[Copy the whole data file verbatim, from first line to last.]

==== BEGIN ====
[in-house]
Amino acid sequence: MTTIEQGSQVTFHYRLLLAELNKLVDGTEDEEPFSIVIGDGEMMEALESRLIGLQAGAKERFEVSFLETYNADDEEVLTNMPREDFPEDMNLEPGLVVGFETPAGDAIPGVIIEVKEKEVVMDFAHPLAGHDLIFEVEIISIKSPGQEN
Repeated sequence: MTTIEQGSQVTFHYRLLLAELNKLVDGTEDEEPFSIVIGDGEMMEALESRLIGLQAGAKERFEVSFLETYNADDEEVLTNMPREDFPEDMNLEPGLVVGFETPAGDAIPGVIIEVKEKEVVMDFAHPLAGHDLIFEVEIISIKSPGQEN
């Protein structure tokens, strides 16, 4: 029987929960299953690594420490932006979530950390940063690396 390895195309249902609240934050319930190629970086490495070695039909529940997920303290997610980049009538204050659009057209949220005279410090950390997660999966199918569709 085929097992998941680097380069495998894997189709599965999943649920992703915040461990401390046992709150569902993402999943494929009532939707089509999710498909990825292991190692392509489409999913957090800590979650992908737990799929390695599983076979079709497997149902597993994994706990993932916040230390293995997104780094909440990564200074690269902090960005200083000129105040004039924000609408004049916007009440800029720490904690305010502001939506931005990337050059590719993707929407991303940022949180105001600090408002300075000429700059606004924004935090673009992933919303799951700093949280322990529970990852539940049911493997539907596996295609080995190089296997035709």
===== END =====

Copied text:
[in-house]
Amino acid sequence: MTTIEQGSQVTFHYRLLLAELNKLVDGTEDEEPFSIVIGDGEMMEALESRLIGLQAGAKERFEVSFLETYNADDEEVLTNMPREDFPEDMNLEPGLVVGFETPAGDAIPGVIIEVKEKEVVMDFAHPLAGHDLIFEVEIISIKSPGQEN
Repeated sequence: MTTIEQGSQVTFHYRLLLAELNKLVDGTEDEEPFSIVIGDGEMMEALESRLIGLQAGAKERFEVSFLETYNADDEEVLTNMPREDFPEDMNLEPGLVVGFETPAGDAIPGVIIEVKEKEVVMDFAHPLAGHDLIFEVEIISIKSPGQEN
């Protein structure tokens, strides 16, 4: 029987929960299953690594420490932006979530950390940063690396 390895195309249902609240934050319930190629970086490495070695039909529940997920303290997610980049009538204050659009057209949220005279410090950390997660999966199918569709 085929097992998941680097380069495998894997189709599965999943649920992703915040461990401390046992709150569902993402999943494929009532939707089509999710498909990825292991190692392509489409999913957090800590979650992908737990799929390695599983076979079709497997149902597993994994706990993932916040230390293995997104780094909440990564200074690269902090960005200083000129105040004039924000609408004049916007009440800029720490904690305010502001939506931005990337050059590719993707929407991303940022949180105001600090408002300075000429700059606004924004935090673009992933919303799951700093949280322990529970990852539940049911493997539907596996295609080995190089296997035709």